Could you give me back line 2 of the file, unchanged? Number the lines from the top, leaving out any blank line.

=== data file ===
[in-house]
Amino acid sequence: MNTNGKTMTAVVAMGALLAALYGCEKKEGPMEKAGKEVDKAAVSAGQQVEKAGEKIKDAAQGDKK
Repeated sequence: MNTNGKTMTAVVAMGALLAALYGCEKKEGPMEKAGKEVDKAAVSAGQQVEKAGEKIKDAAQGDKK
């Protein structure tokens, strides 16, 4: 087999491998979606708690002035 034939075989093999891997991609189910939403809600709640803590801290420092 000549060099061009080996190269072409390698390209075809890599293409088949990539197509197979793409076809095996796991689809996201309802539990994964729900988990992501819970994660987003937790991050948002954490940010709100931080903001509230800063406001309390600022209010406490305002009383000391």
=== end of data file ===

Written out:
Amino acid sequence: MNTNGKTMTAVVAMGALLAALYGCEKKEGPMEKAGKEVDKAAVSAGQQVEKAGEKIKDAAQGDKK